Blog Posts for cultural equity

Postcards from America’s Future Arts Leaders: Part 2

Posted by Emma Osore, Aug 03, 2018 0 comments

For 26 years, the Arts & Business Council of New York has been hosting the DIAL internship program as an investment in a more equitable arts management field. This summer, 12 Diversity in Arts Leadership interns from all over the country are working at arts nonprofits in New York City for ten weeks to explore and build skills in arts administration and leadership. Get to know these up-and-coming arts leaders in a two-part blog series.

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Postcards from America’s Future Arts Leaders: Part 1

Posted by Emma Osore, Jul 31, 2018 0 comments

For 26 years, the Arts & Business Council of New York has been hosting the DIAL internship program as an investment in a more equitable arts management field. This summer, 12 Diversity in Arts Leadership interns from all over the country are working at arts nonprofits in New York City for ten weeks to explore and build skills in arts administration and leadership. Get to know these up-and-coming arts leaders in a two-part blog series.

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Passion Works

Posted by Patty Mitchell, Jul 12, 2018 0 comments

This story is about what happens when the talents and interests of people with developmental differences are followed. In 1998 I was invited to set up an experimental art studio within a sheltered workshop in Athens, Ohio. A sheltered workshop is a day program for people with developmental disabilities that offers assembly line-like work options (capping pens, stuffing envelopes, bagging items). The work is repetitive with a clear expectation of the end product. In the back of the old factory was a 15’ x 25’ room where I was invited to set up a studio space through a grant from the Ohio Arts Council. When people were done with their work quotas they could come back to the art studio and explore. The enthusiasm and excitement that unfolded ignited something in me and I found my passion. This group was magical. They had talent, imagination, fearlessness, cooperation—everything needed to feed the creative process within a collaborative community making experience.

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For Youth, By Youth: Diversity, Inclusion, Equity, and Change; or How a Youth-led Arts Conference was Born

Posted by Natalia Escobedo, Jul 11, 2018 0 comments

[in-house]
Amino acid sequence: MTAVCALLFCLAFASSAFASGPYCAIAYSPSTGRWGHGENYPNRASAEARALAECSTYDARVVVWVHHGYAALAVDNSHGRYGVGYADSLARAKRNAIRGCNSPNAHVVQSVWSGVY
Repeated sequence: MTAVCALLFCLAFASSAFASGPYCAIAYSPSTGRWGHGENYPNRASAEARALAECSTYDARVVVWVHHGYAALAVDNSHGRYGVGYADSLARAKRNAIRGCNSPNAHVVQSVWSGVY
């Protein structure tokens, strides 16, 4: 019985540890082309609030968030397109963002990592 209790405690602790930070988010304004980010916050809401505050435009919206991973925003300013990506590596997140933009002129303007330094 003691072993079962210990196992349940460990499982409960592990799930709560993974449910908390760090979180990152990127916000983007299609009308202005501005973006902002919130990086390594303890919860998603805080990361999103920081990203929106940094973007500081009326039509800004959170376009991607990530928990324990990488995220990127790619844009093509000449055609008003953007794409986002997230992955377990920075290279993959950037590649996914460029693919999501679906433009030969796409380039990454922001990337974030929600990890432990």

Over a year ago, the seeds were planted for what would become a vibrant flowering tree called Arts Amplifying Youth or AAY! for short. The leadership team spearheading Art=Opportunity, a research based arts education movement based out of Centre Artes at Cal State University San Marcos, came up with the idea to hold an arts-based youth summit for youth in San Diego. Their brilliant Executive Director Merryl Goldberg imagined a safe space where youth could express their art around important issues, which is an essential mission of Art=Opportunity. On a warm morning last October, a group of a dozen artistic teenagers came together in a small office in Little Italy with the seemingly easy-to-answer question, “How can we bring art to youth in a meaningful way?” They soon discovered that this question was not as easily answered—so they set out on their journey of event planning! 

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Together We Rise: Convention Reflections

Posted by FloraJane DiRienzo , Jul 02, 2018 0 comments

Whether you’re an arts advocate, creator, or funder, attending the Americans for the Arts Annual Convention, held June 14-17 in Denver, felt like a rallying call for change, and each of the keynote speakers led us with hope and honesty. Each session bravely tackled the serious issues of equity and the power of art to nourish inclusivity, embrace humanity, and grapple with the complex issues facing us today. Like so many cities, Denver has recognized that the systems of power grant privilege and access unequally in our community. The more we acknowledge this, the more we understand the pervasiveness of inequity that impacts funding, programming, arts policy, employment, and nearly every aspect of our work—bringing us closer to the opportunity to emerge into a new space.


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Arts Better the Lives of Everyone

Posted by Rhoda Bernard, Jun 06, 2018 0 comments

At the Berklee Institute for Arts Education and Special Needs, we believe that the arts better the lives of everyone. This is something other countries have figured out, but we still need to learn it here. We still need to learn to welcome all—including people with disabilities—into spaces where performances and exhibits take place. We still need to learn to broaden our understanding of who can be an artist, and what an artist looks like. We still need to learn how to open up our classrooms to all students and break down barriers to arts learning so that arts education, artistic expression, and artistic engagement can be a powerful, meaningful, and significant part of everyone’s life.

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